February 15, 2021
So you’ve been at your job for a while and you love it. Your colleagues are awesome, you really get along with the customers and the shifts fit in with your life. But you’re realising that something isn’t quite right. Maybe you suspect you’re being underpaid or there’s a safety issue everyone seems to ignore. Maybe no one is getting weekend or public holiday rates.
So, what do you do? You don’t want to quit, you’ve finally found your groove. And you’re pretty new and feel powerless to change anything on your own. This, my friend, is when it’s time to consider collective action. Chances are, if you’re not being paid right, then no one is. It’s time to organise your colleagues and fight for your collective rights.
So where do you even start? Here’s how to inspire collective action in your hospo workplace.
Your first step is to see if you’ve got any colleagues who are thinking the same way as you are. You need to find your collective posse. But you don’t want to bail up your mate in the cool room when your boss could walk in at any second. Perhaps meet up with one or two colleagues out of hours or chat with them online.
According to Jess Browning, digital organiser at Hospo Voice, when you’re sounding out your colleagues, it’s important not to impose your own priorities on them.
“Instead, ask them which issues matter most to them… It’s important to keep in mind that the things that matter most to you might not be everyone’s priority, but together you can organise to fix a range of problems.”
Once you’ve got a small group, put together a list of issues in your workplace. Then have some casual chats with other staff members. Let them know your goal is to improve the workplace for everyone and ask them if they have any issues. As you continue organising your colleagues, start up a group chat online and introduce anyone who doesn’t know each other.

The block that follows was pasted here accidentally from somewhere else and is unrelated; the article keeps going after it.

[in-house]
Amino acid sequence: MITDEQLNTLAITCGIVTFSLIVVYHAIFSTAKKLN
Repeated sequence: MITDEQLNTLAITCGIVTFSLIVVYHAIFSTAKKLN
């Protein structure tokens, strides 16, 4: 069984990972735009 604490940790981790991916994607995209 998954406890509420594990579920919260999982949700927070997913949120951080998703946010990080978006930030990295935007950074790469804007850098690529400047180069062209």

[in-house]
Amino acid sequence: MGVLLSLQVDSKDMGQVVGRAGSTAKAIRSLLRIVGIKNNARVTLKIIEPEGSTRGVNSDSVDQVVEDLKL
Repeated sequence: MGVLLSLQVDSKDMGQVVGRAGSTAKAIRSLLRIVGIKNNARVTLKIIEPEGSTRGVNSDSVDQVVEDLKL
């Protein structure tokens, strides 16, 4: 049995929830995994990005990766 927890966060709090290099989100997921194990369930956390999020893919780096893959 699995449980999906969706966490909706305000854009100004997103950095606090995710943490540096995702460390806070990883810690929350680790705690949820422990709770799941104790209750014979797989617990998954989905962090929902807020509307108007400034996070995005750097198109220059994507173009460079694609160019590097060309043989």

If you’ve got resistant colleagues, that’s totally normal. According to Jess, lots of people find the idea of standing up to their employer really scary.
“Empathise with them, but also ask them how they think things will change if workers don’t take action together.”
Remind them that not everyone needs to address the employer directly, but you need a decent cohort on board who will take further action if necessary.
Before you can fight for your rights, you need to be clear on what they are in the eyes of the law. Hospo Voice members can head to our Mobilise fact sheets to read up or ask our experts a question.
This is exactly what Lisa* did. She joined Hospo Voice last year and got advice about unpaid overtime on Mobilise. She got her stolen wages back, then started organising her colleagues. Now the venue owner has agreed to pay everyone back pay for their unpaid overtime.
Once you’ve got a group together and you know what you’re entitled to, take stock of the issues that you’ve got and brainstorm how you’re going to take collective action. Thinking about the organisation you work in and how they’ve dealt with conflict in the past will give you insights into how it’ll go down.
Initially, some ways you could highlight the issue include:
When you highlight the issue, make sure you’ve got the facts. For something like wage theft, use the Pay Checker tool on the Mobilise App to check what people should have been paid. Once you’ve got your calculations down on paper, it’s much harder for the employers to ignore the cold, hard facts.
According to Jess, some employers will try to divide and conquer but it’s important you all support each other.
“Don’t let them meet with workers one on one, always insist on group meetings. If you’re sending a letter to your boss, get everyone to sign it, etc. If your boss is trying to divide you, it means that what you’re doing is working, don’t back down!”
Your bosses are being arsehats and refusing to back down? Yeah, that happens sometimes. There are a few things you can do:
Want to read more about collective action?
*Not her real name
Get the latest news. Delivered fresh to your inbox.
For general enquiries please use the form
Media enquiries? Get in touch